The higher retention comes at no additional price. Existing customers will not see their price increase, nor will they have to choose a more expensive plan to gain access to the new retention. New customers won’t face any price hike either and can sign up any time for our premier Usenet service.

We continue to offer trusted Usenet newsgroup service at unlimited speeds for premium access to all supported binary newsgroups. Keep an eye out for further announcements of expanded benefits of NewsDemon service!

New Computers Already Infected with a Virus?

By Newsgroup Usenet September 21st, 2012

Unfortunately, according to Microsoft USENET Newsgroups, some brand new PCs, particularly in China, have come preinstalled with a virus. The Nitol virus was introduced to new computers between somewhere in the supply chain before they were purchased by consumers.

Through Microsoft’s investigation, codenamed Operation b70, the company found that some retailers had loaded a counterfeit version of Windows software that contained the malware. Microsoft warned in its blog post that the malware could send fake email messages or post to social media from the victim’s accounts to infect others to whom the emails were sent or who accessed the messages via the victim’s social media accounts.

The company warned that consumers should be wary of deals that seem “too good to be true.” Still, some consumers may have purchased infected computers from retailers that seemed perfectly legitimate. The investigators found that one in five of the computers that were purchased from an “unsecured supply chain were infected with malware.” According to, about 85% of the computers infected with the Nitol virus were found in China, while about 10% were found in the United States.

Perhaps most scary, the researchers found additional strains of malware, some of which was capable of turning on the microphone and camera of an infected computer. Some was even capable of recording the keystrokes made into an infected computer, according to the company’s researchers.

While some victims who purchased infected computers may have had no way of knowing that the computer was infected, the revelations should come as a reminder of the importance of cyber security. Microsoft notes that consumers should demand that they be provided non-counterfeit products from any resellers.

For a discussion about cyber security, head over to the relevant Usenet newsgroups. Usenet is full of tech professionals and enthusiasts who probably don’t mind answering your questions or having a more detailed discussion of the issue.

Canada Data Caps Affect Netflix and USENET Users

By Newsgroup Usenet September 17th, 2012

The Internet is serious business. Especially USENET. These days, a number of businesses absolutely require the Internet and USENET newsgroups to function. This is especially true if those companies are looking to stream media content to their customers or to access newsgroups to research and find information. When Internet service providers gouge their customers for bandwidth, they’re less likely to use said streaming services. It’s for this reason that Ted Sarandos, Netflix Chief Content Officer, isn’t a big fan of Canadian providers.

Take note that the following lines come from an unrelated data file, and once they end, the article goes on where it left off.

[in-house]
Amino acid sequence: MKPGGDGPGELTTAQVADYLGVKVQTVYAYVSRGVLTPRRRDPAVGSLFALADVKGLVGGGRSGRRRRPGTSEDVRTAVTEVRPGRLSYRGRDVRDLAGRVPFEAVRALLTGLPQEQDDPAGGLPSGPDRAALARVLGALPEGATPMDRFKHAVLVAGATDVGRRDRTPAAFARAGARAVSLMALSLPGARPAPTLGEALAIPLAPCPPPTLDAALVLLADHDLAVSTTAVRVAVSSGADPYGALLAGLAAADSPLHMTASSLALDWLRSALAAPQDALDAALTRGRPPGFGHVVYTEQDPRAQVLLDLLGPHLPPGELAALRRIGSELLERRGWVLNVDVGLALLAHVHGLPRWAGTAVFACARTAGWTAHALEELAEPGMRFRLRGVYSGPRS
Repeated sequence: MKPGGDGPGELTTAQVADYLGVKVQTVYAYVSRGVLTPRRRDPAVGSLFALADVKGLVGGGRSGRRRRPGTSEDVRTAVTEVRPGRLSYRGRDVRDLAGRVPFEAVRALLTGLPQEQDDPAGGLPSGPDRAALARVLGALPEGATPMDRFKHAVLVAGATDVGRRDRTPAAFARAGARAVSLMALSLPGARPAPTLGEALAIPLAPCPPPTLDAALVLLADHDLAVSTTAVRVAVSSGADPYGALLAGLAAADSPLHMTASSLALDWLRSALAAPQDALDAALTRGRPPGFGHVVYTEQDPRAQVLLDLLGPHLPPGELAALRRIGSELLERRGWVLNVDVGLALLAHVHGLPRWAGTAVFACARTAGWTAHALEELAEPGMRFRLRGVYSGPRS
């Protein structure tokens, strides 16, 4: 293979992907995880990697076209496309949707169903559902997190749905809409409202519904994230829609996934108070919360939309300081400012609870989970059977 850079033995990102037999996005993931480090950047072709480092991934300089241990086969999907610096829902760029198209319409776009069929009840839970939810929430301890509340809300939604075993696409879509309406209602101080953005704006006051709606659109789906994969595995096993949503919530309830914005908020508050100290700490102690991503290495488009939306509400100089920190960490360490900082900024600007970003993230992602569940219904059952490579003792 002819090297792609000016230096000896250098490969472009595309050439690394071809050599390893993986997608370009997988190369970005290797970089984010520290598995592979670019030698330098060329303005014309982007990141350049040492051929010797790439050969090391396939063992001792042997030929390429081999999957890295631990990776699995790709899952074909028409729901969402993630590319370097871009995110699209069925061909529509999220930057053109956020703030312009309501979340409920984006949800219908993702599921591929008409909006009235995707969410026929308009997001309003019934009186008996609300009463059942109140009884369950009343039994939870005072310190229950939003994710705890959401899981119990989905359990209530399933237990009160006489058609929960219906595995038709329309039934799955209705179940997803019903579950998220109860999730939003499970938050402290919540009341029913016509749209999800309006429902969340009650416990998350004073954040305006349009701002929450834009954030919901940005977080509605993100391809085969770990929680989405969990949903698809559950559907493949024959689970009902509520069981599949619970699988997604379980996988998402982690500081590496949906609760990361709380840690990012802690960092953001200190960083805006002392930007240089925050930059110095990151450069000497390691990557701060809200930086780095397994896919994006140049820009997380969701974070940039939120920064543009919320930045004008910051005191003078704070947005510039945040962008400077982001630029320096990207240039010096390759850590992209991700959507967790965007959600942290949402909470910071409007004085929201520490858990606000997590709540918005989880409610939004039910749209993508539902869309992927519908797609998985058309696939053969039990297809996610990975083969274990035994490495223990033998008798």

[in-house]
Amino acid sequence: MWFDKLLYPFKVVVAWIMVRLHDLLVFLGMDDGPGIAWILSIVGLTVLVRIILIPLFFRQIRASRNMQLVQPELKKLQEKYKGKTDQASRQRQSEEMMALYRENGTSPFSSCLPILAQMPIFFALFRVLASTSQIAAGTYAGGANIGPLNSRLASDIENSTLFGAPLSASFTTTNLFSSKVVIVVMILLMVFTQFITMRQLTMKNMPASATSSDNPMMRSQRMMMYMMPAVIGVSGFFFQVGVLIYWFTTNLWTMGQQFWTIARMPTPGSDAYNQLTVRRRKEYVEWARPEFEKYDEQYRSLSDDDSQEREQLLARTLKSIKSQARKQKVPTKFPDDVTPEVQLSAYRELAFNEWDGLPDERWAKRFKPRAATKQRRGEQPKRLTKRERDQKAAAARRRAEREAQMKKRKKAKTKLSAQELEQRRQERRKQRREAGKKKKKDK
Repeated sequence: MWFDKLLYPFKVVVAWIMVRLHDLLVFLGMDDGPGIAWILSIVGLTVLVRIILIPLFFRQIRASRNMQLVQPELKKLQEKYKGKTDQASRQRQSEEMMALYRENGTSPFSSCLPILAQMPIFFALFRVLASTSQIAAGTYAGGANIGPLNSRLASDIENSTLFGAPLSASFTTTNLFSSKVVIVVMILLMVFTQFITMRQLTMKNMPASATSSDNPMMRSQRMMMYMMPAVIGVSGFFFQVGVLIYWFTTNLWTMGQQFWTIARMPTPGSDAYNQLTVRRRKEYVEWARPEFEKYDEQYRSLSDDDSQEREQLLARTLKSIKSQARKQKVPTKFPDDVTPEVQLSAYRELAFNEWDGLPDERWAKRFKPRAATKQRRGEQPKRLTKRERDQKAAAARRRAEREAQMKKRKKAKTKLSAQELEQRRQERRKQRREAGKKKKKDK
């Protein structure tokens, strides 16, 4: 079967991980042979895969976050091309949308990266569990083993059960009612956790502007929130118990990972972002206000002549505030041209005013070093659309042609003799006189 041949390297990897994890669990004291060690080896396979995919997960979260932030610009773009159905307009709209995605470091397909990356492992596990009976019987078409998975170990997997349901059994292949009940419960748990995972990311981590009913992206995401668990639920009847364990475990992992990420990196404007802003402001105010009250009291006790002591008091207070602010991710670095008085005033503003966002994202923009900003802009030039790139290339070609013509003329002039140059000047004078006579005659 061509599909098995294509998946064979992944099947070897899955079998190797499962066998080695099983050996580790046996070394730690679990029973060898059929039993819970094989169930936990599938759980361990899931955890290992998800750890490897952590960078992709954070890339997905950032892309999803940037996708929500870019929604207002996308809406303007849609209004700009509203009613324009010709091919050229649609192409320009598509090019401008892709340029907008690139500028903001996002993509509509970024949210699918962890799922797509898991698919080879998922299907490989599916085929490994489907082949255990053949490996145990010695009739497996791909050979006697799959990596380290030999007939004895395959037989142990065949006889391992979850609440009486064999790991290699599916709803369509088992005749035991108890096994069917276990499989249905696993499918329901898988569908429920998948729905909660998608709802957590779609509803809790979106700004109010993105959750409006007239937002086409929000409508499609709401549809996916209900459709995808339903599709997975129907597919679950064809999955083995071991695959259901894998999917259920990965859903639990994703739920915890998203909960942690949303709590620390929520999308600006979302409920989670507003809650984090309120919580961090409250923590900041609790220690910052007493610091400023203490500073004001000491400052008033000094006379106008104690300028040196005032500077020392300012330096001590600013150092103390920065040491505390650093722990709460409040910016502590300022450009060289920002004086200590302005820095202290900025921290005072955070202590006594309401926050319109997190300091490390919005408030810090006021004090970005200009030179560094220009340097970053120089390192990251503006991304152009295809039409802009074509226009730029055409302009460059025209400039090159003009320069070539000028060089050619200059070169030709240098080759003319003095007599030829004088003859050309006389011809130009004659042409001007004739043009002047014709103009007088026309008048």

Sarandos talked of Canadian ISPs bandwidth limitations, saying “it’s almost a human rights violation what they’re charging for Internet access in Canada”. There are Canadian ISPs with download caps as low as 15GB for a month, with excess billing charges if you burst through the 15GB limit.

In Canada, Netflix has even been forced to change its model for streaming, offering SD video as the default option rather than HD. For those who don’t know, Canada’s ISPs enforce strict data caps that make U.S. ISPs look like saints. Many Canadian ISPs offer a measly 15GB a month and charge large overage fees for those who go over said cap. The ISPs that don’t use caps are actually much worse because they charge by use. The average HD stream from Netflix is a few GB of data which translates to a rather hefty bill each month.

Data caps from an ISP is a major inconvenience for its subscriber base, especially those who frequent USENET newsgroups. Thankfully, the concept hasn’t really taken off in the U.S. ISPs like Comcast and Time Warner Cable have dabbled in the idea of implementing data caps in some markets, but the moves have been met with a lot of resistance. Perhaps Canadian lawmakers should start looking out for their constituents’ best interests and ban low data caps.

Your ISP Could be Providing Faster Speeds than Advertised

By Newsgroup Usenet August 24th, 2012

Do you regularly curse your internet service provider? Well, you might want to pull back just a bit, as your ISP could be giving you faster speeds than they advertise. An FCC report indicates that ISPs in general have been meeting or exceeding advertised speeds.

The report indicates that ISPs deliver an average of 96% of the speeds they advertise at peak hours — from 7 – 11 PM. Test data was collected in April of this year, and the researchers found that most services were doing a better job of meeting advertised speeds compared to last year. Cablevision was the biggest riser from an average of 54% of advertised speeds in 2011, the lowest percentage of advertised speeds last year, to 120% of advertised speeds in 2012, tied with Verizon fiber service as the highest percentage.